1930s Florida Folklife

Zora Neale Hurston and three boys in Eatonville, Florida
Zora Neale Hurston’s 1939 proposal to the Library of Congrees that instigated their Florida Folklife collection — from which we made the HearingVoices NPR radio program (also in the HV hour “Making Music“):

“The Sound of 1930s Florida Folk Life” (22:00 mp3):

Proposed Recording Expedition Into The Floridas

by Zora Neale Hurston

So far as material worthy of preservation by recordings, Florida stands out from the other forty-eight states culturally as it does geographically.

Area I.

Got my knap-sack on my back

My rifle on my shoulder

Kill me a nigger ‘fore Saturday Night

If I have to hunt Flordy over.

Sung by Waldo Wishart, Ocala, Florida

West Florida extends from the Perdido River on the west to Lake City on the east from the Alabama-Georgia State lines on the north to as far south as Gilchrist County on the south. This is the Florida so well known to Spanish-French-English-Indian fighting tradition. The material is plentiful. There are men and women still alive who know and can tell of the struggles of four different groups of people to control this area. There are the Creole songs and customs of Pensacola and surrounding area. There are the African-American Negro folk tales in abundance and the religious and secular songs in plenty. This is a sort of culture pocket that is not being drained off so rapidly as other sections of the State.

The reason for this is that this section of Florida is the cotton-corn-tobacco region. Here people live under the patriarchal agrarian system. The old rules of life hold here. Down on the Gulf Coast of this section are large fishing and oyster settlements with their songs and traditions. West Florida is very rich and little touched area. It is worth an expedition in itself. In addition to the purely cultural material to be found it is possible to make recordings that bear on the economic and sociological set-up of the area. The new is hurling itself, not so effectually against the old and the feudal life. The interviews should be particularly interesting. The shipyards and the like are the culture beds of other maritime folk creations. A serious study of blank verse in the form of traditional sermons and prayers.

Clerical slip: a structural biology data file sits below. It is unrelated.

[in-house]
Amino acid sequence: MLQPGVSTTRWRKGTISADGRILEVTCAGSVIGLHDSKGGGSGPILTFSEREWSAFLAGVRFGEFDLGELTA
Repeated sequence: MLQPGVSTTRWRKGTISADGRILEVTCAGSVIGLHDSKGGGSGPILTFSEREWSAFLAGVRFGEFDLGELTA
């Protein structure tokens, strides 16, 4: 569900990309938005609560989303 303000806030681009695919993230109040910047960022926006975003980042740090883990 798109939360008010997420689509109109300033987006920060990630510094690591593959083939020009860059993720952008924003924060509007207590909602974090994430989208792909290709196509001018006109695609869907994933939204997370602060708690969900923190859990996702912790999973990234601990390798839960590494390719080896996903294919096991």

Guitarist Gabriel Brown with Rochelle French, Eatonville, Florida 1935; Alan Lomax, photographer
Guitarist Gabriel Brown with Rochelle French, Eatonville, Florida 1935 —Alan Lomax, photographer (Library of Congress)
Gabriel Brown “John Henry” Alan Lomax, Zora Neale Hurston, and Mary Elizabeth Barnicle Expedition Collection, 1935 (Library of Congress):

Area II.

De Cap’n cant read, de Cap’n cant write